Once I had attached the Burris to my Howa Hera H7 rifle in 6.5 Creedmoor, I input load data for the Hornady 143-grain ELD-X, drawing the figures directly from the Burris Connect app. I adjusted muzzle velocity slightly because I was using a Silencer Central Banish suppressor (it’s worth noting that I didn’t do this all from memory, rather relying on the videos on the Burris site to help walk me through the steps and answer questions). Once I had the data in my profile, I was ready to shoot.

When viewed in the heads-up display within the scope, a spin of the elevation dial reminds me of the old days of turning the knob on a radio and dialing through the FM stations. From 100 (my zero point) I could quickly adjust my zero to 200 yards and 300 yards (the outer limit of the range I was testing). In both cases, the bullets struck almost dead center, although I did have to make a slight windage adjustment independently of the elevation adjustments. The system is simple, and it works.

scope laying on packaging
(Photo submitted by the author)

The Veracity PH solves several major problems for hunters. First, the technology is easy to use. No pages and pages of menus, no toggling buttons on the scope. Secondly, it eliminates the need to make Mil or MOA adjustments. That may not seem like a major task, and it’s not when you’re lying on your shooting mat popping steel at 800 or 1,000 yards. However, when a huge bull elk steps out at last light at 479 yards, the process of inputting range to your ballistic app, correctly reading Mil or MOA, making the proper adjustments on the scope and firing an accurate shot becomes much more difficult. I’ve seen lots of shooters—some of them really good distance shooters—make mistakes under that level of pressure. I’ve done it myself.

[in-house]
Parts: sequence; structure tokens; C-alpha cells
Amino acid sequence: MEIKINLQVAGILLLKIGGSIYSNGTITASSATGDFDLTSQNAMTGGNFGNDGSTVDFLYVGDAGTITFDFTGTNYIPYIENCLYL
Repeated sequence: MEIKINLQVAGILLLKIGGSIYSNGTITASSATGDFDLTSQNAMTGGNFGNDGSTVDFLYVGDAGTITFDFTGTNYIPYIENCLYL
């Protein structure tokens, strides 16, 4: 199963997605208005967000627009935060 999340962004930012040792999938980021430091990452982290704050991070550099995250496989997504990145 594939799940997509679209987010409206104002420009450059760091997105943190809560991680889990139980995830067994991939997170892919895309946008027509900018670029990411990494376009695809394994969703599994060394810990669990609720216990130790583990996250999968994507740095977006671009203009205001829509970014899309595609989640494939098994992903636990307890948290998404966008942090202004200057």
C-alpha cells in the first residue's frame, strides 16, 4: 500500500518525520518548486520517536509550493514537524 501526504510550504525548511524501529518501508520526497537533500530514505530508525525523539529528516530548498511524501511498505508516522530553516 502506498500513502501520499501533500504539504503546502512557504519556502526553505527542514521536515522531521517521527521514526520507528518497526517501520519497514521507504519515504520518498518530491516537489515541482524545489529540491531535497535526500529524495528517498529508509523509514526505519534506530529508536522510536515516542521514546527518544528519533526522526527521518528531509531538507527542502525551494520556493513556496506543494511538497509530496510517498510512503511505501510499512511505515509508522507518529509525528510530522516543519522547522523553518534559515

The Burris system streamlines holdover adjustments and makes it simpler to hit your target by allowing you to simply range the animal, get behind the scope and adjust elevation in yards without having to lose your sight picture. And unlike some revolutionary optics on the market with a high price that precludes the average hunter from laying hands on them, the Veracity PH is competitively priced. I fully suspect we’ll see the Veracity PH family grow to include other options besides the current 4-20x50, but that scope offers a substantial magnification range that’s suitable for all hunting situations. Burris has made high-end optics technology accessible for new and experienced shooters alike, and that’s why the Veracity PH is the best bang-for-your-buck scope available today.

Burris Veracity PH 4-20x50 Specs

  • Zoom Ratio: 5x
  • Objective: 50mm
  • Exit Pupil: 12-2.5mm
  • Eye Relief: 3.5-4.25 in.
  • Parallax Adjustment: Yes
  • Length: 15.5 in.
  • Weight: 27.2 oz.
  • Bluetooth Compatible: Yes
  • Focal Plane: First
  • Warranty: Burris Forever Warranty
  • MSRP: $1,200
  • Website: Burrisoptics.com